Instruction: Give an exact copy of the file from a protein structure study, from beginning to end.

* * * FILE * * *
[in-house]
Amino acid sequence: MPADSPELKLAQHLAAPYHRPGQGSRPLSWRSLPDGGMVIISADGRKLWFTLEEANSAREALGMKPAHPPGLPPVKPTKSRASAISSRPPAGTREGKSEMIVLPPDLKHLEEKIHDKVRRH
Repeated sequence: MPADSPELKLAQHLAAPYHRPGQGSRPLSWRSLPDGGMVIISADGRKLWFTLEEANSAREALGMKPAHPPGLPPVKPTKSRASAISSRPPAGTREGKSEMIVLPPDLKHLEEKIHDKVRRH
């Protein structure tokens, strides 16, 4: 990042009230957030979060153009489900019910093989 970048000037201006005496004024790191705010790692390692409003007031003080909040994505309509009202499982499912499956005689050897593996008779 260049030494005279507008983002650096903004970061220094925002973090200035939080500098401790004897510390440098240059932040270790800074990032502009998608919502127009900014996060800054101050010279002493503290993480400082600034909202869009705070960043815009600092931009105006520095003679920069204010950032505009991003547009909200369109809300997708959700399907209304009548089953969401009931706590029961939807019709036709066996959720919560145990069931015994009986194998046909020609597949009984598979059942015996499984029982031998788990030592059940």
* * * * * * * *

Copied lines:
[in-house]
Amino acid sequence: MPADSPELKLAQHLAAPYHRPGQGSRPLSWRSLPDGGMVIISADGRKLWFTLEEANSAREALGMKPAHPPGLPPVKPTKSRASAISSRPPAGTREGKSEMIVLPPDLKHLEEKIHDKVRRH
Repeated sequence: MPADSPELKLAQHLAAPYHRPGQGSRPLSWRSLPDGGMVIISADGRKLWFTLEEANSAREALGMKPAHPPGLPPVKPTKSRASAISSRPPAGTREGKSEMIVLPPDLKHLEEKIHDKVRRH
């Protein structure tokens, strides 16, 4: 990042009230957030979060153009489900019910093989 970048000037201006005496004024790191705010790692390692409003007031003080909040994505309509009202499982499912499956005689050897593996008779 260049030494005279507008983002650096903004970061220094925002973090200035939080500098401790004897510390440098240059932040270790800074990032502009998608919502127009900014996060800054101050010279002493503290993480400082600034909202869009705070960043815009600092931009105006520095003679920069204010950032505009991003547009909200369109809300997708959700399907209304009548089953969401009931706590029961939807019709036709066996959720919560145990069931015994009986194998046909020609597949009984598979059942015996499984029982031998788990030592059940």